The Bank of Japan: Not as Powerful as Tokyo Thinks
The central bank expanded its plan for government-bond purchases by 10 trillion yen ($124 billion) after growth slowed and lawmakers pressed for more aggressive steps. The BOJ is under increasing pressure as the yen rises, growth underwhelms and the next leg of Europe's debt crisis gets underway.
And that's exactly the problem: All eyes are on the BOJ, not the politicians in Tokyo who are doing nothing to stimulate the world's third-biggest economy.
This pattern has been playing out since Japan's asset bubble burst in the 1980s, and it's holding the nation back. If printing yen alone were the key to revival, Japan might be growing faster than China. The BOJ has held interest rates near zero for more than a decade now. It's gone even further into uncharted monetary territory with a variety of quantitative easing and asset-purchase programs. In February, it announced a 1 percent inflation target.
Yet Japan's credit system is broken. The problem isn't the supply of yen, but uses for it. Banks are reluctant to lend; companies and households aren't borrowing. The multiplier effect that makes monetary policy so potent is eluding Japan.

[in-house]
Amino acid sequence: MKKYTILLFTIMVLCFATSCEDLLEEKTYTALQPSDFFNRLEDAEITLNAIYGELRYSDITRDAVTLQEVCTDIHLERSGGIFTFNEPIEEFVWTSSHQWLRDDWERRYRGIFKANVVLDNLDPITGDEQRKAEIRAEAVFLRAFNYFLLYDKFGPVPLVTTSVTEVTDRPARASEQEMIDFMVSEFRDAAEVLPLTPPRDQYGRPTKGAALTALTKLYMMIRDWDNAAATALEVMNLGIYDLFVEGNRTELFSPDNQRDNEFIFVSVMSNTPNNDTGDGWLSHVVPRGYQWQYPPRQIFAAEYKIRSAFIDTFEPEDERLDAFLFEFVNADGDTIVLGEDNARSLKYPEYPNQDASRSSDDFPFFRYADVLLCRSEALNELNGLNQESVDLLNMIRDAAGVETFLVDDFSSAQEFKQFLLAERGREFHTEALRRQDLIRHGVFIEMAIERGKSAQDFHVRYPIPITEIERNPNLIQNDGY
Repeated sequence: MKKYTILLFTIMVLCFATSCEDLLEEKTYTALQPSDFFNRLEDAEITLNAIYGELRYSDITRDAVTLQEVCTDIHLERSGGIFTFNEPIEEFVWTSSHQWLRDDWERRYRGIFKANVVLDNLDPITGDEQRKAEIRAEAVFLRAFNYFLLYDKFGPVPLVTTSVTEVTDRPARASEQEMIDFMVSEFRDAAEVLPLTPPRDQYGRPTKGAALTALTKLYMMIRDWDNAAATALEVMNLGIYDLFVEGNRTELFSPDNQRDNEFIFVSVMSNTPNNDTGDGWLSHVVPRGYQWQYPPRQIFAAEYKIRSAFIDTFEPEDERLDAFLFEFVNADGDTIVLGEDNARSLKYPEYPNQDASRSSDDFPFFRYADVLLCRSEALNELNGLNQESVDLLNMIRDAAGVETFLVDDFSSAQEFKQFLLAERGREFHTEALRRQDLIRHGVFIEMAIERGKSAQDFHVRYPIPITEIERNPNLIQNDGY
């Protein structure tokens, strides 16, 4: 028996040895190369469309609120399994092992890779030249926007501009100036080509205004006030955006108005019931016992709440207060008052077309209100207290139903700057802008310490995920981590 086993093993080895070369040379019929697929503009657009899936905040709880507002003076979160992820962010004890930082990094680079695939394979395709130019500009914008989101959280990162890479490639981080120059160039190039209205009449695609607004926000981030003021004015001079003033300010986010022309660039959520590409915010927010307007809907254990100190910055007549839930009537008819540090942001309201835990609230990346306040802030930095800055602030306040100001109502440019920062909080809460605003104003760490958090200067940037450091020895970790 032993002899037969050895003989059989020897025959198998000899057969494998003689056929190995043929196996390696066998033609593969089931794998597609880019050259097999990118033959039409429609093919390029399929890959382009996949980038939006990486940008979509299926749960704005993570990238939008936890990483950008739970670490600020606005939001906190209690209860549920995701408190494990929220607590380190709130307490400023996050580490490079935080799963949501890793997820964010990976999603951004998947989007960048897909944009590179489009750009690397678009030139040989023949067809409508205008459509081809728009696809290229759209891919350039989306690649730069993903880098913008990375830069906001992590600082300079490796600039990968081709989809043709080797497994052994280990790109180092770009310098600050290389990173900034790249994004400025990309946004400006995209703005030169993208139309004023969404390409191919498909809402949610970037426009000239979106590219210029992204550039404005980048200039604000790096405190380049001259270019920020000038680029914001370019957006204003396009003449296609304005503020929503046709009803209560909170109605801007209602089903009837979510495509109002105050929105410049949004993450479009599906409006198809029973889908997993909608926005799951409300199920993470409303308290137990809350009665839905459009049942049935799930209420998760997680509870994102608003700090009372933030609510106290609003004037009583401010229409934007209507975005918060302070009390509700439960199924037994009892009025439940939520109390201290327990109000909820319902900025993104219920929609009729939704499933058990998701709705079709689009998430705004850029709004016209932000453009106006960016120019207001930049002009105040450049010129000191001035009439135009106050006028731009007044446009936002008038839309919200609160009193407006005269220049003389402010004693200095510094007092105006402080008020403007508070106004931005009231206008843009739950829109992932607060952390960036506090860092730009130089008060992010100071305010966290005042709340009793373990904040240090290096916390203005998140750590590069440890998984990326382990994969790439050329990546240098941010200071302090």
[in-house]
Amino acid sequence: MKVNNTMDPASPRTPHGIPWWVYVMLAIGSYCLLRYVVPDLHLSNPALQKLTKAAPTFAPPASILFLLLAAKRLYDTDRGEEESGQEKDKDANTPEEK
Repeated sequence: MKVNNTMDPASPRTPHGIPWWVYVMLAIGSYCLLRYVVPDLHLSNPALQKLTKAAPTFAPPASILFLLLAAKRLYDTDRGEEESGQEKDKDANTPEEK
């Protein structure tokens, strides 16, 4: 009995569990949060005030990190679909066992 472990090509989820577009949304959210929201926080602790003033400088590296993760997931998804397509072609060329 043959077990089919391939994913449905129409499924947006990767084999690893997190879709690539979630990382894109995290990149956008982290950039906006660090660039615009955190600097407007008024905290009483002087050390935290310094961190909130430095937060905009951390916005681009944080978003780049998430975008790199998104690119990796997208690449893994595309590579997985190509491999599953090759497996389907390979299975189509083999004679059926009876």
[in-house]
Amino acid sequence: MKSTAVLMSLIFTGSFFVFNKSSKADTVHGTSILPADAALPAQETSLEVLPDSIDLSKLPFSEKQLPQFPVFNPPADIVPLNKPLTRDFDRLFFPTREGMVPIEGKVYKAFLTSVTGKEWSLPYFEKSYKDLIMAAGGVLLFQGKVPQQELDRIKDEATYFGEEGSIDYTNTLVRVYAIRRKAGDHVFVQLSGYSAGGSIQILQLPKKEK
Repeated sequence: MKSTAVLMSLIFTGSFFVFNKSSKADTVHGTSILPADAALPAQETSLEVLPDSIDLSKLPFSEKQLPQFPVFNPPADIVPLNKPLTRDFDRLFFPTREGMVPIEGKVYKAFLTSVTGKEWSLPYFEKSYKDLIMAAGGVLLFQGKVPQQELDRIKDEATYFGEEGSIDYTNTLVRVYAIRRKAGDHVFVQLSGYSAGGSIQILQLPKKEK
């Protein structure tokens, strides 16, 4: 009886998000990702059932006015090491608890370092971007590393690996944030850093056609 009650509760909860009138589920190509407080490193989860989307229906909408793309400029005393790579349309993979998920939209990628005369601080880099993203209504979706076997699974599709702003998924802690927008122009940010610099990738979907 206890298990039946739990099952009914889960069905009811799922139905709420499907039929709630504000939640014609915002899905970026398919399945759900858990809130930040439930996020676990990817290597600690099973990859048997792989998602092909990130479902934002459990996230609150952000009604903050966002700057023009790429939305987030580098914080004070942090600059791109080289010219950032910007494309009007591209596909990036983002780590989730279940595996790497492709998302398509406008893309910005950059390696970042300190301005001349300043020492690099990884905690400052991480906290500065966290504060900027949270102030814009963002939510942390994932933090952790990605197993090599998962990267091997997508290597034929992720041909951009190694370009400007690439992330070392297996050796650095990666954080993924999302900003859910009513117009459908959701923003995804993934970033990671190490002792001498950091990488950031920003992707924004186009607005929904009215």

The missing ingredient is confidence. Until corporate executives and consumers believe the next 10 years will be more prosperous than the last, deflation will deepen. The government must do its job to create incentives to add jobs and raise incomes.
Unfortunately, Prime Minister Yoshihiko Noda's team is focused elsewhere: raising taxes. A hike in the consumption tax to 10 percent over the next three years is meant to help pay down a public debt that's more than twice the size of the economy. It will slam consumption, though, worsening Japan's woes.
Japan needs to raise productivity, increase immigration, get serious about signing free-trade agreements, improve corporate governance, better utilize its female workforce, stimulate ground-up entrepreneurship and up the national birthrate.
What are politicians doing instead? Leaning on the BOJ -- again. Nice try, but it won't restore vibrant growth anytime soon.
(William Pesek is a Bloomberg View columnist. Follow him on Twitter.)
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